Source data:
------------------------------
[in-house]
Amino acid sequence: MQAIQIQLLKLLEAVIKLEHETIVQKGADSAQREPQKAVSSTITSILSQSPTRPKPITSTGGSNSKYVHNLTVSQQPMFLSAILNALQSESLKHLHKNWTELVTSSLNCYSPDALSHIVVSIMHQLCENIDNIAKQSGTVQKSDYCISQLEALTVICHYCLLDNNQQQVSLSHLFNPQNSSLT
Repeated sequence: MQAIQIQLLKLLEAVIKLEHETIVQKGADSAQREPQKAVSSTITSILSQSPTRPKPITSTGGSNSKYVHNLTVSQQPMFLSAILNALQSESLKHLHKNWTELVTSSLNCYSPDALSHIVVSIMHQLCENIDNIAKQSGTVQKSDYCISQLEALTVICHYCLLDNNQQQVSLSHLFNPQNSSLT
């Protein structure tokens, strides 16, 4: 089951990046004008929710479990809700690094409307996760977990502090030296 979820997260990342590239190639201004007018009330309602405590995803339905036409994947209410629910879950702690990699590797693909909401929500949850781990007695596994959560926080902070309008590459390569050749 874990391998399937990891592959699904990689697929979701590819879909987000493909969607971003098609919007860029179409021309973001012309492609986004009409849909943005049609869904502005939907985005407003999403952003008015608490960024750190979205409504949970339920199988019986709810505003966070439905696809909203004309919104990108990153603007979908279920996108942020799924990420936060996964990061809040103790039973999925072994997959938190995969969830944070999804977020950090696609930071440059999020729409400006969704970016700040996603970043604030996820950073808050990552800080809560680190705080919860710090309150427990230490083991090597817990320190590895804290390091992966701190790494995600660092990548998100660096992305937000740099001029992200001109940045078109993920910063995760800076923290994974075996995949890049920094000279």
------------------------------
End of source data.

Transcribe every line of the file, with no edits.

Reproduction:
[in-house]
Amino acid sequence: MQAIQIQLLKLLEAVIKLEHETIVQKGADSAQREPQKAVSSTITSILSQSPTRPKPITSTGGSNSKYVHNLTVSQQPMFLSAILNALQSESLKHLHKNWTELVTSSLNCYSPDALSHIVVSIMHQLCENIDNIAKQSGTVQKSDYCISQLEALTVICHYCLLDNNQQQVSLSHLFNPQNSSLT
Repeated sequence: MQAIQIQLLKLLEAVIKLEHETIVQKGADSAQREPQKAVSSTITSILSQSPTRPKPITSTGGSNSKYVHNLTVSQQPMFLSAILNALQSESLKHLHKNWTELVTSSLNCYSPDALSHIVVSIMHQLCENIDNIAKQSGTVQKSDYCISQLEALTVICHYCLLDNNQQQVSLSHLFNPQNSSLT
């Protein structure tokens, strides 16, 4: 089951990046004008929710479990809700690094409307996760977990502090030296 979820997260990342590239190639201004007018009330309602405590995803339905036409994947209410629910879950702690990699590797693909909401929500949850781990007695596994959560926080902070309008590459390569050749 874990391998399937990891592959699904990689697929979701590819879909987000493909969607971003098609919007860029179409021309973001012309492609986004009409849909943005049609869904502005939907985005407003999403952003008015608490960024750190979205409504949970339920199988019986709810505003966070439905696809909203004309919104990108990153603007979908279920996108942020799924990420936060996964990061809040103790039973999925072994997959938190995969969830944070999804977020950090696609930071440059999020729409400006969704970016700040996603970043604030996820950073808050990552800080809560680190705080919860710090309150427990230490083991090597817990320190590895804290390091992966701190790494995600660092990548998100660096992305937000740099001029992200001109940045078109993920910063995760800076923290994974075996995949890049920094000279």